Nikka Costa's upcoming album, Nikka & Strings, Underneath and In Between, her first full-length album since 2008's Pebble to a Pearl, isn't due out until summer, but we have the first taste of the record with her cover of "Nothing Compares 2 U," which is a nod to both its author, Prince, and Sinead O'Connor's 1990 version of the song. For her new album, Costa teamed up with a string quartet to record an album's worth of material in a single day, with minimal overdubbing. We caught Costa in the middle of her morning yoga session to talk about recording "Nothing Compares 2 U" and her history with the song as both a performer and as a fan. For more on Nikka & Strings, Underneath and In Between, visit her Pledge Music page.

AllMusic: How far back do you go with this song, did you first hear Sinead O'Connor's version in 1990?

Nikka Costa:
It was such a huge hit, and she had such an amazing energy, she was this new, gorgeous, emotional, cool woman, a powerful woman with vulnerability, and I related to that. And the song itself was so simple, and it can be about anyone, it doesn’t have to be a love relationship, it can be whatever. I was always moved by it, and I’ve always loved it, I think it’s one of the great songs of our time.

AllMusic: Back then, were you the kind of person to dig into the details and find out who had written it?

I totally wasn’t, I was pretty young, I was part of the MTV generation and just obsessed with the video and thought she was so enigmatic and interesting, and I became a big fan of hers. I was already a fan of Prince.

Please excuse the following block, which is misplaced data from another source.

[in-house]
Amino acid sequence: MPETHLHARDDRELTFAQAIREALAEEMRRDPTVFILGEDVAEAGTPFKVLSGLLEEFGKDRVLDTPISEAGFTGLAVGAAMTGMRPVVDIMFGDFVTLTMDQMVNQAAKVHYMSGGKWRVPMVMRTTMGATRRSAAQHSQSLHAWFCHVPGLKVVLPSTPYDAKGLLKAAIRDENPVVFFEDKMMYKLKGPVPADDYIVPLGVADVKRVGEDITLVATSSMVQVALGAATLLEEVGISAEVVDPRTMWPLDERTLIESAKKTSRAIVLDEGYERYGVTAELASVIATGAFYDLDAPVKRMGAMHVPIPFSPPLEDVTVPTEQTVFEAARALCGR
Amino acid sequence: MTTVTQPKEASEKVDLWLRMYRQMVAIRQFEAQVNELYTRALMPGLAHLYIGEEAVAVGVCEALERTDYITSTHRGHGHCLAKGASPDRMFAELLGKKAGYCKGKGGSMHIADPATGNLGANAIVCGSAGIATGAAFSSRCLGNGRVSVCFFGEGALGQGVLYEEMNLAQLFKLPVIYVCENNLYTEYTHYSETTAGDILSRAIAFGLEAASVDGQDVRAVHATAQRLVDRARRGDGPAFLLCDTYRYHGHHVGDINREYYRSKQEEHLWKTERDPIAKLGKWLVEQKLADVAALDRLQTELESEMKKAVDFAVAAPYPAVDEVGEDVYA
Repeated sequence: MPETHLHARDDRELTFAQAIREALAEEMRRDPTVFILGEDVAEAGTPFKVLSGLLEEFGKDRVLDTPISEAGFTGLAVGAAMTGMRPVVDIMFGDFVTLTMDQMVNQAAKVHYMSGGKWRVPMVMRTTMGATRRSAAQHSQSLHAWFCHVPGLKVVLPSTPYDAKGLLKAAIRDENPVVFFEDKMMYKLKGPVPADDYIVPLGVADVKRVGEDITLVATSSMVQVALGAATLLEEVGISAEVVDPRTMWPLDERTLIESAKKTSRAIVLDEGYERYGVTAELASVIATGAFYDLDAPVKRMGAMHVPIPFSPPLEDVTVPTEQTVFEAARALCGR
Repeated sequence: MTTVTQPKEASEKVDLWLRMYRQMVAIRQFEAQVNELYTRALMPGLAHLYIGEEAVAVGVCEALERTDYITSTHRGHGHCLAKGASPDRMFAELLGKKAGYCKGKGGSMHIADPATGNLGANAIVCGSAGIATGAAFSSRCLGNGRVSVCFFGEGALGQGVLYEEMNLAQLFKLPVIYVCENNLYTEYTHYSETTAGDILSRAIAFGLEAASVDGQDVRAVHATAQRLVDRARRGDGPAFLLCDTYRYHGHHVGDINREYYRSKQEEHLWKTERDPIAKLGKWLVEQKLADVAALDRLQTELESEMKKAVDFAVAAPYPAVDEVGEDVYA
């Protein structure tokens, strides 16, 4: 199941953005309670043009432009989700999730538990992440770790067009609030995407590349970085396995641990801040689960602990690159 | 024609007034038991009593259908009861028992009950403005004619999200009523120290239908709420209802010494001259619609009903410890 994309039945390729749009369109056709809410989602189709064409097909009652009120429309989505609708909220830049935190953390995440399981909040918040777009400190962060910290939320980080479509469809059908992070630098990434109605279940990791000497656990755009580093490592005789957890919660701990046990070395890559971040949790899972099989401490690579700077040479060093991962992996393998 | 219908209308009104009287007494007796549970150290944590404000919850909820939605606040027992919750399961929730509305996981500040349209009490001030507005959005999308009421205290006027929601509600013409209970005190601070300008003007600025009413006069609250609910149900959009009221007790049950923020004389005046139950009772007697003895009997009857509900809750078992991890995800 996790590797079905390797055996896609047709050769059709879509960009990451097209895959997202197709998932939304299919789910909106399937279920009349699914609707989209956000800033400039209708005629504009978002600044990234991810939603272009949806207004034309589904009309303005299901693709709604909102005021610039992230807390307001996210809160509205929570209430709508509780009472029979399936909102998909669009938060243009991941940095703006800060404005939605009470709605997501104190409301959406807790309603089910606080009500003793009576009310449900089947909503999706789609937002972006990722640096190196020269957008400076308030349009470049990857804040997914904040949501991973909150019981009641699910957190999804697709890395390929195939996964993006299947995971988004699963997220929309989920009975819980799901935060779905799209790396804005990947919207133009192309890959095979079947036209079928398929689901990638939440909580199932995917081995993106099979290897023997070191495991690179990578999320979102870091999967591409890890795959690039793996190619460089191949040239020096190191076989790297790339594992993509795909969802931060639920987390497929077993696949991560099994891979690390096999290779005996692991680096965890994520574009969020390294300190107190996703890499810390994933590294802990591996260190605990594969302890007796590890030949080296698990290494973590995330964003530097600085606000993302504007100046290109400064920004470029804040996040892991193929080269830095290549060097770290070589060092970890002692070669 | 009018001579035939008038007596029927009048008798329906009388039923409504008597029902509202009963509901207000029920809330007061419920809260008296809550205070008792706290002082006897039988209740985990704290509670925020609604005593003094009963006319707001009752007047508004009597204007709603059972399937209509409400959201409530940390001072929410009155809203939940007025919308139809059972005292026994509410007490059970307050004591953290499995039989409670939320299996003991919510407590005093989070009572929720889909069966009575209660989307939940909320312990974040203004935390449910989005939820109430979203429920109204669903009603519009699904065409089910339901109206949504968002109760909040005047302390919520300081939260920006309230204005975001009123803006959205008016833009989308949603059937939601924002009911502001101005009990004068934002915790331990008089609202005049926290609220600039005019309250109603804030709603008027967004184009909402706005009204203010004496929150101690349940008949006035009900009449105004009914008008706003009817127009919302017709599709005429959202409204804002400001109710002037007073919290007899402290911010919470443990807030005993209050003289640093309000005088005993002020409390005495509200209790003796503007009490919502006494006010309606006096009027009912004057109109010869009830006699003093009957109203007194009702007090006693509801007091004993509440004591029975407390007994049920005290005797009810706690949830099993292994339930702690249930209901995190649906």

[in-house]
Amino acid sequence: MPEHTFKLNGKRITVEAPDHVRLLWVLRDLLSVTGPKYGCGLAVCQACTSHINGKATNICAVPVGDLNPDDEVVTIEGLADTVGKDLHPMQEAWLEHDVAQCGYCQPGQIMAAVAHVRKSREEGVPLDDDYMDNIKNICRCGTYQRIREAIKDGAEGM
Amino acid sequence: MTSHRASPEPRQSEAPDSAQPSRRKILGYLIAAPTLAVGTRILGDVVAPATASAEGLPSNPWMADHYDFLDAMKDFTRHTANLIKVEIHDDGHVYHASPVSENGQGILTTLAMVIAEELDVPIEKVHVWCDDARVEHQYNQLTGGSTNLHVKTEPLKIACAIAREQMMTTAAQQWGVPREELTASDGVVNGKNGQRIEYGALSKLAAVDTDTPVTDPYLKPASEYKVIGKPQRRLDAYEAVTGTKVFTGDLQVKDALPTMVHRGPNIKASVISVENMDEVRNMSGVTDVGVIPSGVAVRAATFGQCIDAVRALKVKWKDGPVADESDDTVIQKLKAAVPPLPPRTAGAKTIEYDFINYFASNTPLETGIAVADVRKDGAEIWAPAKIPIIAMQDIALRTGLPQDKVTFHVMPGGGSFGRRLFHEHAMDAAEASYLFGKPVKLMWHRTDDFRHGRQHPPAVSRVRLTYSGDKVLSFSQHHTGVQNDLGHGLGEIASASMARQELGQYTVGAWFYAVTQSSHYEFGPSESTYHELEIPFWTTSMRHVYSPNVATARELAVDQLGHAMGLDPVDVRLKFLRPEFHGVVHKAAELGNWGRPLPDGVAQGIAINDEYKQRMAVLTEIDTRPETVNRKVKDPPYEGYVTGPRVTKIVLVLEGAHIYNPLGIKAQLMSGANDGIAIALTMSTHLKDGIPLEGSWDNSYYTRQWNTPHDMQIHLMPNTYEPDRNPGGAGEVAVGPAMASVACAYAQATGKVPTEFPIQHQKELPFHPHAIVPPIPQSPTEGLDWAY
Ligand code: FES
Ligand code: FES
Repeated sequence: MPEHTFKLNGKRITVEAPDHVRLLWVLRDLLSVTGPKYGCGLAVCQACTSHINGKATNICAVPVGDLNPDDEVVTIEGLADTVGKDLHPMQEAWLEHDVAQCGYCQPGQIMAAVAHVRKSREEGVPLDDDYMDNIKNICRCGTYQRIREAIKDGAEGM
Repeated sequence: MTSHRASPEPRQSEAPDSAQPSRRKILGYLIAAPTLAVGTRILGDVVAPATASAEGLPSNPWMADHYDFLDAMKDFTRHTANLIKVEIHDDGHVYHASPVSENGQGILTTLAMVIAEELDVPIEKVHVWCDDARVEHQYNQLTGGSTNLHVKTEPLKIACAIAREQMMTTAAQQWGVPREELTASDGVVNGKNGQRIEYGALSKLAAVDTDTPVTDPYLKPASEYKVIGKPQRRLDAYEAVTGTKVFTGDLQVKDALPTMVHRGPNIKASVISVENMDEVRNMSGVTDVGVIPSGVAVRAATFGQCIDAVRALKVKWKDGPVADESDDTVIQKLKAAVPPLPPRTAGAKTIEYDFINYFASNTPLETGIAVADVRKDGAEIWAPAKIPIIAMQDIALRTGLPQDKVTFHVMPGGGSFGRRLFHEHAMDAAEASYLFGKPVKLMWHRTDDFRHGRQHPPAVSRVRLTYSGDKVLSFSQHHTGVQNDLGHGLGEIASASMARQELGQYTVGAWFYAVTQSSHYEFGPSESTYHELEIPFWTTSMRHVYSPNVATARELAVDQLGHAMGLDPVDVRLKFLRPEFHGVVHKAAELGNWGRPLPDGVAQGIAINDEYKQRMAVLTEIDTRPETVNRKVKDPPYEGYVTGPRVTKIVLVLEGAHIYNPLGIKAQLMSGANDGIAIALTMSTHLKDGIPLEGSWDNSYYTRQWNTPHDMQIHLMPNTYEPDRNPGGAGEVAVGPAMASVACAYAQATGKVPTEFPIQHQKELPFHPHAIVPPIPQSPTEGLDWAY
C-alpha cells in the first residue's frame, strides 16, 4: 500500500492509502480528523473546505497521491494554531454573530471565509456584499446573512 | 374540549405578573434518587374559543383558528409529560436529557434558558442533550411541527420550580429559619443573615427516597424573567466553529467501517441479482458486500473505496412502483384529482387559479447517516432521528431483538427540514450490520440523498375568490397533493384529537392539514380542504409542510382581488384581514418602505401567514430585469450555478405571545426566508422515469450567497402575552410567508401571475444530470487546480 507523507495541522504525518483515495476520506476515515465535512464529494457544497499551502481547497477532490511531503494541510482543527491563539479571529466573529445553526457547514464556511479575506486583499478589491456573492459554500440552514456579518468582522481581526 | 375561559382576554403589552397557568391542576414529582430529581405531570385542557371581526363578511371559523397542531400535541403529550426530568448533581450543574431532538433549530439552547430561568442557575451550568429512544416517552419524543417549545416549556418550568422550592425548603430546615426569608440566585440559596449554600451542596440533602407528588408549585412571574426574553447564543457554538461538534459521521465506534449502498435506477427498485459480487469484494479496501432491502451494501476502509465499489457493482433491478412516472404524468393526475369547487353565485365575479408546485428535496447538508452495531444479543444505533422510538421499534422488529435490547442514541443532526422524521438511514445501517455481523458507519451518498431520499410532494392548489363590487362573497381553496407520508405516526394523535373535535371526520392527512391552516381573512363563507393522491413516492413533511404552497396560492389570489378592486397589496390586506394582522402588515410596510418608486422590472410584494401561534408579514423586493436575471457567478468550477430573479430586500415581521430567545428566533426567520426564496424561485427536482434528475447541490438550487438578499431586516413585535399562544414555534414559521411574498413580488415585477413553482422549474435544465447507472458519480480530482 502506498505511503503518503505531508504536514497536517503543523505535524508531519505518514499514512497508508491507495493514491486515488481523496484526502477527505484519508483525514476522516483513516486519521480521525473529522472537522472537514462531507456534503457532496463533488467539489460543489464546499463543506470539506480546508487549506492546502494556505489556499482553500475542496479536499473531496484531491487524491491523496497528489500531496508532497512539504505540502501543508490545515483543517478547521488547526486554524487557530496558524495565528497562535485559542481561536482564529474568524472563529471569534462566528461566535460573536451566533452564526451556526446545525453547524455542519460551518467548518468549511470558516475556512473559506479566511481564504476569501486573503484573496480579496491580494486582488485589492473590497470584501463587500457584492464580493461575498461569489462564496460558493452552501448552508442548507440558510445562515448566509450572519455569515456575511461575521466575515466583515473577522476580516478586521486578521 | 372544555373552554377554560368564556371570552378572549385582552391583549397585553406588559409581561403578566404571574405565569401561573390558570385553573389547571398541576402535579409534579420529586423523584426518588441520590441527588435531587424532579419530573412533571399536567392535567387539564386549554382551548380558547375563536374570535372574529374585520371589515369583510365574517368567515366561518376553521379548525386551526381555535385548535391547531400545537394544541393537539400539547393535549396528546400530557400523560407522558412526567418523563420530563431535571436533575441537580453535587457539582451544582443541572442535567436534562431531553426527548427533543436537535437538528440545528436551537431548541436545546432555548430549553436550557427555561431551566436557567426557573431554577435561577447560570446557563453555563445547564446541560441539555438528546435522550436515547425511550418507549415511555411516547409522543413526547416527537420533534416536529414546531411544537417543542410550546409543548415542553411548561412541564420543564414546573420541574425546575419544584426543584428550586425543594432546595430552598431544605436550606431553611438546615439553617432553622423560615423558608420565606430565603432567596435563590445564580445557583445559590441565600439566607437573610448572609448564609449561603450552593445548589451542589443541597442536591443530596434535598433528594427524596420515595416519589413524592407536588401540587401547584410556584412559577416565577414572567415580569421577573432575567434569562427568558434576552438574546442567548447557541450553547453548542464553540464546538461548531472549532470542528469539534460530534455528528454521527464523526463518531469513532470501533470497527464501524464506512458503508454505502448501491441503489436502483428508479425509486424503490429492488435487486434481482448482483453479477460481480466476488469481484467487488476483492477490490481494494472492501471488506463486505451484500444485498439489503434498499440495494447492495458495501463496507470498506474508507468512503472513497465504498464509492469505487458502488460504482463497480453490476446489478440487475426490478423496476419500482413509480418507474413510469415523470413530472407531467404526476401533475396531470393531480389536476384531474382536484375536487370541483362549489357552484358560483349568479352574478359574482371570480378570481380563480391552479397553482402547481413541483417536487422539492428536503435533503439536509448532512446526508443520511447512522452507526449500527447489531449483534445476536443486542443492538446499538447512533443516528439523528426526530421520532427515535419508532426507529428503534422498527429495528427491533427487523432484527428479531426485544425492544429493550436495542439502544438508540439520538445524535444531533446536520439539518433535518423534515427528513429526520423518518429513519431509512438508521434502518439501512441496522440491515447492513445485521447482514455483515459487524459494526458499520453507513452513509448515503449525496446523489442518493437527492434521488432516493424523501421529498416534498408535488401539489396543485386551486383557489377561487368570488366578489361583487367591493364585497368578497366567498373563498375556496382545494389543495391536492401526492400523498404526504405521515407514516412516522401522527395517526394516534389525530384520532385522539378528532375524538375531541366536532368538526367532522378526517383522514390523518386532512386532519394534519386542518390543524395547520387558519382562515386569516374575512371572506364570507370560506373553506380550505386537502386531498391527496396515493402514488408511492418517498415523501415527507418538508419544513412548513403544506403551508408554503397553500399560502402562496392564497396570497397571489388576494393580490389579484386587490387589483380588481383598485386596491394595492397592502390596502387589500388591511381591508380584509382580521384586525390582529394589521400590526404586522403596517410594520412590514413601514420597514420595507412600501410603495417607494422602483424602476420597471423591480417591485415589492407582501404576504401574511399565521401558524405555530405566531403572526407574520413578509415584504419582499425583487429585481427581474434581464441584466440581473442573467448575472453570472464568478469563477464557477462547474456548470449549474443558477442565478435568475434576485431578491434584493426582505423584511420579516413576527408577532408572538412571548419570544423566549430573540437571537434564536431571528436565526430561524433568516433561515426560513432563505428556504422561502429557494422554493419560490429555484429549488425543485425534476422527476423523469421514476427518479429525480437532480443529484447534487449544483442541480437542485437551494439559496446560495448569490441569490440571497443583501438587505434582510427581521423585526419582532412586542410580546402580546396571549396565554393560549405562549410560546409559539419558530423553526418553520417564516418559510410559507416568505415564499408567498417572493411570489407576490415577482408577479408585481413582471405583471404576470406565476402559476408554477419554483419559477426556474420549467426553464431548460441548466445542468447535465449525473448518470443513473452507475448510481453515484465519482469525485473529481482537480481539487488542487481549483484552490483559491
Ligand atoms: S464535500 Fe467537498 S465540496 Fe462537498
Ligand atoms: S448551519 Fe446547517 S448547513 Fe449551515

AllMusic: Did it blow your mind when you found out?

Totally, and then you dig into his catalog and find out he also wrote “Manic Monday,” and the list keeps going.

AllMusic: How did you decide what sort of approach to take with your version?

We were playing a residency in L.A. with a string quartet, and it was on the list of songs, it was like, “Oh, I love this song, I’ve always wanted to do it, how can we flip it?” I wanted to keep a cool hump on it, so it still had some good funk about it, but obviously I wanted to keep the emotion, and the strings were the perfect way to marry that with what I’ve done in the past, stylistically, so it’s a bridge between that and this new record. It always went over really well.

AllMusic: Since you recorded the whole album in a day, where did you slate this one on the agenda?

I was like, “OK, let’s get a little warmed up before this one,” and by the middle of the day, I was ready. We’d been playing the song live while Prince was still alive, and I was looking forward to playing it to him when we finally recorded it, and unfortunately he passed away, and then the song got a whole other emotional meaning for me, personally, and for the world. So to sing it and record it, it changed, and it became harder and heavier for me. It’s very emotional, I felt like he was in the room when we were recording it.

AllMusic: Are there any overdubs or is everything we hear what was happening in the room that day?

The only overdubs were the choir that comes in. But it was top to bottom, on the day, and since we had so much to cover, we literally did each song three times and didn’t even go in the room to listen to make sure we got it, we just stayed where we were and said, “That felt like the one.” We had producers in the control room who could tell us if it felt good, but we just went on feeling. When we played it for the choir, we hadn’t heard it in a while, and we said, “Wow, this has a special power to it.” It’s the one that we go to first to play to people.

AllMusic: Was it a big moment when you first heard the finished product?

For me, personally, it’s very special, and I’m really proud of it. It moves me every time I hear it, I feel like we recorded something special. The song itself is already halfway there, and it’s really coming from a place of pure respect, and I feel like that comes across, and we did it justice. I’m super proud of it.

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